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5 ways to maintain and improve mental wellness during the pandemic

Since the start of the Covid-19 pandemic, our collective mental health has taken a hit, but it has also resulted in people paying more attention to their well-being and wellness states.

5 ways to maintain and improve mental wellness during the pandemic

There is a need to be more intentional in our lives, be more present and in the moment, and to better understand ourselves and know what works or does not, says a TODAY reader.

Jonathan Kuek Han Loong

Since the start of the Covid-19 pandemic, our collective mental health has taken a hit, but it has also resulted in people paying more attention to their well-being and wellness states.

With the recent release of the Covid-19 mental wellness task force’s report and its recommendation of the steps to be taken to promote and enhance mental health support in Singapore, it is an opportune moment to talk about how we can better maintain and improve our overall well-being.

First, there is a need to be more intentional in our lives, be more present and in the moment, and to better understand ourselves and know what works or does not.

Only then can we start to make small positive shifts in our thoughts and actions.

This pandemic has given us some space to slow down and become more in tune with ourselves.

The positive effects from making these small changes will accumulate over time and enable us to enhance our resilience reserves, allowing us to bounce back faster and stronger during challenging times.

Second, maintaining or improving our wellness does not come from quick fixes, or following trends and fads.

While wellness trends and fads provide us with temporary satisfaction, their impact may be fleeting unless they can be integrated successfully into our lives.

Instead, we should look inwards, explore our needs and understand what motivates us intrinsically.

For example, examining the little things that we do daily, the acts that we often may not even be conscious about, can go a long way towards ensuring that we remain well.

Third, everyone has a different optimal level of wellness that suits their needs. Hence, there is neither a one-size-fits-all approach nor a right or wrong way to maintain or improve your wellness.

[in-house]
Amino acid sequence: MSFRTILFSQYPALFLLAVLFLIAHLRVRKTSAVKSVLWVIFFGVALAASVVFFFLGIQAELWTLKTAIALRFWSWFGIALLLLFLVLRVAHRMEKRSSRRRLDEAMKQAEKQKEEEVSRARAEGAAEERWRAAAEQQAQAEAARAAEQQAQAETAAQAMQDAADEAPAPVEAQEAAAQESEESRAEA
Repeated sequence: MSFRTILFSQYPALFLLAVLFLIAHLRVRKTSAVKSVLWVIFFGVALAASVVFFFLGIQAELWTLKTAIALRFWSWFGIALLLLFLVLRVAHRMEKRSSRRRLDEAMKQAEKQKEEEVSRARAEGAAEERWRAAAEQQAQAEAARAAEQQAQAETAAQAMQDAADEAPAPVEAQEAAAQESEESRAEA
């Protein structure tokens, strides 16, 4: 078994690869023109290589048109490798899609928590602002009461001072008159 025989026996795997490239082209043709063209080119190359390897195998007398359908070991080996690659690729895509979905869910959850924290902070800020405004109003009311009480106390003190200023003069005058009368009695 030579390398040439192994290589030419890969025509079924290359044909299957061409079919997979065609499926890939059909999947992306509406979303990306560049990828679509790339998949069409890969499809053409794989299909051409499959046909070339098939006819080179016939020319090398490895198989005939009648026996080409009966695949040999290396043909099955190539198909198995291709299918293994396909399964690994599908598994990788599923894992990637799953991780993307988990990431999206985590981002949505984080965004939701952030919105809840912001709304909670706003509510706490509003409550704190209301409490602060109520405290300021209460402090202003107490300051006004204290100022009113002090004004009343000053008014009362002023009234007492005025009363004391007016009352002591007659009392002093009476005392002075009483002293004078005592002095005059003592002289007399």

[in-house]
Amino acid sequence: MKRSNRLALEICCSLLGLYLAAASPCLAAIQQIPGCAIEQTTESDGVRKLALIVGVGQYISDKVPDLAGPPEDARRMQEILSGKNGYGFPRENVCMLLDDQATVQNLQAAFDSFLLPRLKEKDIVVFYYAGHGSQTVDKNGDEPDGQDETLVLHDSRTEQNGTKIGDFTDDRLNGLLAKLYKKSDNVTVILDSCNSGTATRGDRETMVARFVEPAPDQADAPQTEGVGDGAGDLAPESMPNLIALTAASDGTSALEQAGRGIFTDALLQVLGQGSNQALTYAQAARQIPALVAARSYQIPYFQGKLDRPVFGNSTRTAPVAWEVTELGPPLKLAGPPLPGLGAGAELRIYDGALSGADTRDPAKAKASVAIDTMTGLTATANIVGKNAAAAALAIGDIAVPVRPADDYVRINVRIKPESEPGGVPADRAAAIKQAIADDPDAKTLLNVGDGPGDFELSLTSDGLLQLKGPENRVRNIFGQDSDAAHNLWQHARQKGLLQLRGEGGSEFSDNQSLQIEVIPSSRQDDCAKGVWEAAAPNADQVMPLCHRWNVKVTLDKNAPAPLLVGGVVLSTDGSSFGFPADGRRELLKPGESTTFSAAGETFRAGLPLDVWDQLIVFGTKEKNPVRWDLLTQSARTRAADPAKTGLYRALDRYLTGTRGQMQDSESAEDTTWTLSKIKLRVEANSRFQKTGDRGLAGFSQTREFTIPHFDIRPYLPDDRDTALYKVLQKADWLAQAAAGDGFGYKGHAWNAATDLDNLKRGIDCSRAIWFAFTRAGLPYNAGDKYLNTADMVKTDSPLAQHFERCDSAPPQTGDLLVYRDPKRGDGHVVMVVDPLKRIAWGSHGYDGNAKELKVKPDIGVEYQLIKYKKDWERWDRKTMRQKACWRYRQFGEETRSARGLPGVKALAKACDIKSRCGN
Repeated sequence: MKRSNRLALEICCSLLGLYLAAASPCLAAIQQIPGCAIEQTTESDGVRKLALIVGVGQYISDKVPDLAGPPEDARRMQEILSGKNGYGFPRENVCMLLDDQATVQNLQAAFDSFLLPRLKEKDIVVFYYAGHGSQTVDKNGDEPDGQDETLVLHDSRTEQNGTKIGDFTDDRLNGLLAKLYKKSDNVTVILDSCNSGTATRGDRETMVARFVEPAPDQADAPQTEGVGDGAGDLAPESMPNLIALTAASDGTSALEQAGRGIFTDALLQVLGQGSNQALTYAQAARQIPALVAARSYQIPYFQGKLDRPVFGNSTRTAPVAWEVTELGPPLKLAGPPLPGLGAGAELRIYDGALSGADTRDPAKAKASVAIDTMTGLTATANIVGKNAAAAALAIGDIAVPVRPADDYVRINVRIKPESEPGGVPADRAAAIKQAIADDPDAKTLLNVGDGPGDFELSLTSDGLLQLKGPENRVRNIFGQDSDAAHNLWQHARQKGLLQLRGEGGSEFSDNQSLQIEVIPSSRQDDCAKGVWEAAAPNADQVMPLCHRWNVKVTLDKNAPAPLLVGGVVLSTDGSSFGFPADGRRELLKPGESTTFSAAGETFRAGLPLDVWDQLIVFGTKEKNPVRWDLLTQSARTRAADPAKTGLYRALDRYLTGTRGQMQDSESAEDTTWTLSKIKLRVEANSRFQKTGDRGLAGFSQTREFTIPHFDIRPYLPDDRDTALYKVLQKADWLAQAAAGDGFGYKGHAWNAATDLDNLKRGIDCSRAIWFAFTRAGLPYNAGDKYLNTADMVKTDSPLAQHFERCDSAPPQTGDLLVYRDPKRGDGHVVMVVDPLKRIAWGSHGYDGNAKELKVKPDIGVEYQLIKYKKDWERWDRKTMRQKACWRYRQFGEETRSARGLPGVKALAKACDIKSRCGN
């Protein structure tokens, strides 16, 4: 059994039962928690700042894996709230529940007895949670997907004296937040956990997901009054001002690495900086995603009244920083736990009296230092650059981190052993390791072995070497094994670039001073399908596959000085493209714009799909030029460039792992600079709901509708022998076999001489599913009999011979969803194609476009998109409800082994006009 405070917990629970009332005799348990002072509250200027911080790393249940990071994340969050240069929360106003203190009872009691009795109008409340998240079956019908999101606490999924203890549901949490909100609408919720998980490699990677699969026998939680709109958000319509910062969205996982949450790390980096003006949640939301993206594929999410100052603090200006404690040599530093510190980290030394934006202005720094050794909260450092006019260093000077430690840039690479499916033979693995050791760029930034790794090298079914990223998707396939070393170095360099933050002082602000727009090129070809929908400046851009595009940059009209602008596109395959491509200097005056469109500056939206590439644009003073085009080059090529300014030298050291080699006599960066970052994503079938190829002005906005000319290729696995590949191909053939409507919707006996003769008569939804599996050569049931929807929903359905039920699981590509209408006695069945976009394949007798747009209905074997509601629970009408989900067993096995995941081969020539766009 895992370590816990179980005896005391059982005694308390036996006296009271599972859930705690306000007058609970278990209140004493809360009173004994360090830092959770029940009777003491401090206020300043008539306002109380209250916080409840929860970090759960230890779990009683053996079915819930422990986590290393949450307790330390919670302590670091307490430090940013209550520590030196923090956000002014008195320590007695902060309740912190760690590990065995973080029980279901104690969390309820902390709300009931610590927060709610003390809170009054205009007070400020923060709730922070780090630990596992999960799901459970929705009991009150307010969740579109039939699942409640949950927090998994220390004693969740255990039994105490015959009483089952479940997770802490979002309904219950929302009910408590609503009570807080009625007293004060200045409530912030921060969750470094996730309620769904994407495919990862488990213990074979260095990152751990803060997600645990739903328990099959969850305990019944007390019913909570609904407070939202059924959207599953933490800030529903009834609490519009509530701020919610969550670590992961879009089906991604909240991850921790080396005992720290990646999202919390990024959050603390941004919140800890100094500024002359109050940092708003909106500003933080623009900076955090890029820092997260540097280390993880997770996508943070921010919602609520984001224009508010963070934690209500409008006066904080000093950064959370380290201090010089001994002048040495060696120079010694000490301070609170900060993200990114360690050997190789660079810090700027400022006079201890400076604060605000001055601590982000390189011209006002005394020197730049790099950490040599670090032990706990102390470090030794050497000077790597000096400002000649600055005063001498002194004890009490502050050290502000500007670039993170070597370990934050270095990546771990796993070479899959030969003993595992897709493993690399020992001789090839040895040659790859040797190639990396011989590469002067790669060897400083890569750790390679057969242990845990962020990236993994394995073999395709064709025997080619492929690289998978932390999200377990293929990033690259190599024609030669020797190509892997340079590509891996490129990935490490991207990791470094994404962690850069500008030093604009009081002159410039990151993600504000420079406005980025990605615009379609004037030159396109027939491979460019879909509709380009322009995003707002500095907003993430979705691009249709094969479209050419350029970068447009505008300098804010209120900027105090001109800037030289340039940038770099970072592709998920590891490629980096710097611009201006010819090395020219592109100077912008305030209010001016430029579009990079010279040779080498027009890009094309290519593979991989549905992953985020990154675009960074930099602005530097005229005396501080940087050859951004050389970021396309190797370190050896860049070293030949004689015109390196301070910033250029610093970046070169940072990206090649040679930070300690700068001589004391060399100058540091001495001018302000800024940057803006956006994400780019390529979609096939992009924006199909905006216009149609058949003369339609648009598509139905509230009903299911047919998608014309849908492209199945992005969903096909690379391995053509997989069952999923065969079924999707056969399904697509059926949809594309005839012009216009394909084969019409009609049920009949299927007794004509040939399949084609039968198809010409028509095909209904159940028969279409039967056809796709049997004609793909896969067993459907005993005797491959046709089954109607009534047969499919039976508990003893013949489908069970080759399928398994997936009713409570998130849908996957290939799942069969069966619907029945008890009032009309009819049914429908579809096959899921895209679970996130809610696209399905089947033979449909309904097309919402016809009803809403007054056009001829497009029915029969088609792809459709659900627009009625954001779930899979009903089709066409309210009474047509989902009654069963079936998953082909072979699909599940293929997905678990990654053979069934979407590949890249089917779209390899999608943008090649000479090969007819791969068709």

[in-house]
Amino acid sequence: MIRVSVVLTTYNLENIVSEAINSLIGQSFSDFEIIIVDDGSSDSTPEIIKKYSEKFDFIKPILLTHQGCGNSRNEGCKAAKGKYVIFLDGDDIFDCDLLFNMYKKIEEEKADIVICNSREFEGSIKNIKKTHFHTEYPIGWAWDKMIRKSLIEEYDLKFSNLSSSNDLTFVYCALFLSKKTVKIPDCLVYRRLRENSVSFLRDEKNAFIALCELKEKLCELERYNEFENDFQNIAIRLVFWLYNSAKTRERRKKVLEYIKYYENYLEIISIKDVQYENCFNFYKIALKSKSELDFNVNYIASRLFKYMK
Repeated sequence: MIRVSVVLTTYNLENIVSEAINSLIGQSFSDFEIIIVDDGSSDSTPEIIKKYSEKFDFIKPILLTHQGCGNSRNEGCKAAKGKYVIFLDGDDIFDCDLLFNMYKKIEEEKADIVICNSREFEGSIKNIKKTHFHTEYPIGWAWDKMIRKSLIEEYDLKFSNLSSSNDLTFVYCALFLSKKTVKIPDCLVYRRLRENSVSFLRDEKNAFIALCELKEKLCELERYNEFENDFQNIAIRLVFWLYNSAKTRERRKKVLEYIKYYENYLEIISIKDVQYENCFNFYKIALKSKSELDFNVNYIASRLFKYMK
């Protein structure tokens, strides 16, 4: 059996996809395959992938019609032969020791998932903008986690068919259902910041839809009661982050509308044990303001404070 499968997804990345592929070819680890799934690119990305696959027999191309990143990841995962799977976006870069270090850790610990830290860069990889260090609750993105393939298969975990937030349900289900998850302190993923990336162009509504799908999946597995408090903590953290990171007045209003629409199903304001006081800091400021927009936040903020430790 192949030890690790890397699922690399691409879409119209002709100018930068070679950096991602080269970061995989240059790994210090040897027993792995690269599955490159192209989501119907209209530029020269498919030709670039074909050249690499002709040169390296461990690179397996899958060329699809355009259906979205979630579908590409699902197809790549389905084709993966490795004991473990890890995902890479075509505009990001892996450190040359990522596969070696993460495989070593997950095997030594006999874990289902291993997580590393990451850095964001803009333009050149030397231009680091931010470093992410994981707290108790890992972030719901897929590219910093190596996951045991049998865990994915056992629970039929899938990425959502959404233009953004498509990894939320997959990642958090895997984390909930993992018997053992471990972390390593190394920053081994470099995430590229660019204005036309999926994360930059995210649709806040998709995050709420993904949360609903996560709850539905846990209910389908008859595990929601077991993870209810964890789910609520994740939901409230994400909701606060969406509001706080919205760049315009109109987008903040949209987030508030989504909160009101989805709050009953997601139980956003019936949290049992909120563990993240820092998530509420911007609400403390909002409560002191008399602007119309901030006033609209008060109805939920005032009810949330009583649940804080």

There will be many trials and errors involved when trying to find that balance, and it is important to maintain a strong network of individuals working towards the same goal of identifying their wellness equilibriums.

Fourth, we often talk about mental health and wellness as simple psychological goals to be achieved. Wellness, however, is a more complex construct than simply taming and mastering your mind.

Being more nuanced in our understanding by using a theoretical model such as the eight dimensions of wellness — which include the physical, occupational and spiritual aspects — can help us better identify strategies and tools that fulfil each of the domains and achieve more holistic well-being.

Lastly, and perhaps most importantly, maintaining or enhancing our holistic sense of wellness takes effort and hard work.

There is no shame in seeking help from the people around you or mental health professionals if you need more support.

Humans are innately resilient beings, and our ability to adapt to challenging situations in life is amazing.

Still, unless we take charge of our wellness and place it among our top priorities, we run the risk of not realising how unwell we are until more serious issues arise.

ABOUT THE WRITER:

Mr Jonathan Kuek Han Loong is a doctoral candidate and mental health researcher at the University of Sydney and founder of the Total Wellness Initiative Singapore. His research is based in Singapore. The views expressed are his own.

Have views on this issue or a news topic you care about? Send your letter to voices [at] mediacorp.com.sg with your full name, address and phone number.

Related topics

mental health Covid-19 coronavirus wellness health

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